The former chief security officer at Facebook urged in a column published today on the “Lawfare” blog that the U.S. consider creating an independent, “defense-only” cybersecurity agency to deal with defense of election systems and processes that may come under attack by adversaries.

Alex Stamos, who stepped down earlier this month as CSO at Facebook, and previously headed security operations at Yahoo, included his suggestion for a new Federal cybersecurity agency among a list of steps to improve U.S. election security for 2020 – after concluding that “it’s already too late to protect the 2018 elections.”

On the cyber agency front, he singled out the National Security Agency and U.S. Cyber Command as “hyper-competent intelligence and military security organizations” but noted they are focused on offensive operations and face legal restrictions for domestic operations. The Department of Homeland Security, likewise, is focused on critical infrastructure protection, he said. That leaves the Federal Bureau of Investigation, Stamos said, as the “de facto agency coordinating cyber defense” in the U.S., but its long investigative timelines don’t “comport well with preventing attacks in the first place.”

“The United States should consider following its closest allies in creating an independent, defense-only cybersecurity agency with no intelligence, military or law enforcement responsibility,” Stamos said.

“In the run-up to the most recent French and German elections, the respective cybersecurity agencies of these countries had access to intelligence on likely adversaries, the legal authority to coordinate election protection and the technical chops to work directly with technology platforms,” he said. “These organizations were independent enough to work directly with the relevant political campaigns, and their uncompromised mandates made them effective partners for multinational tech companies.”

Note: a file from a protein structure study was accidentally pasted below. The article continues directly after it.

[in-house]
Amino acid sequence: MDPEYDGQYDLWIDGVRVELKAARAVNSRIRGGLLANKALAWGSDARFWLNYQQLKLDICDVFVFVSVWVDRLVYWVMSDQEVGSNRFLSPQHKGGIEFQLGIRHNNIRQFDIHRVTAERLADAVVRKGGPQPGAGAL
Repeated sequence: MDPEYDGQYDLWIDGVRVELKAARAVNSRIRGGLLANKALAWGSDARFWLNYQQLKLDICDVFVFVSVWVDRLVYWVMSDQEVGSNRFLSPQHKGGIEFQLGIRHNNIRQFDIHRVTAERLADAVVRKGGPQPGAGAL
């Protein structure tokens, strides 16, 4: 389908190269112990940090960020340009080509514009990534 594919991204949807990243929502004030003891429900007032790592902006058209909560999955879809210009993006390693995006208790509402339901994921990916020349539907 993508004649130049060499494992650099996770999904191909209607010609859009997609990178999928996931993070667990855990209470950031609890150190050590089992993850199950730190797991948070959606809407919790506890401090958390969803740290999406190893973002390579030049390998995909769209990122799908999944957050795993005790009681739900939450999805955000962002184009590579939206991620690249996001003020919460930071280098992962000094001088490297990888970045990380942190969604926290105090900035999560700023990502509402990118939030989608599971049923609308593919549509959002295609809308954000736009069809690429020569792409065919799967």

In addition to considering a defense-only cybersecurity agency, Stamos called on Congress to set legal standards that address online disinformation for both social media and online advertising providers.  While some social media providers including Facebook and Google have taken steps to deal with misinformation campaigns, Stamos said that work was voluntary and could be reversed, and he asserted that “the rest of the massive online advertising industry has kept changes to a minimum.”

Finally, he also said that all 50 states need to build robust election protection capabilities, and that Americans as a whole need to “demand that future attacks be rapidly investigated, that the relevant facts be disclosed publicly well before an election, and that the mighty financial and cyber weapons available to the president be utilized immediately to punish those responsible.”

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John Curran
John Curran
John Curran is MeriTalk's Managing Editor covering the intersection of government and technology.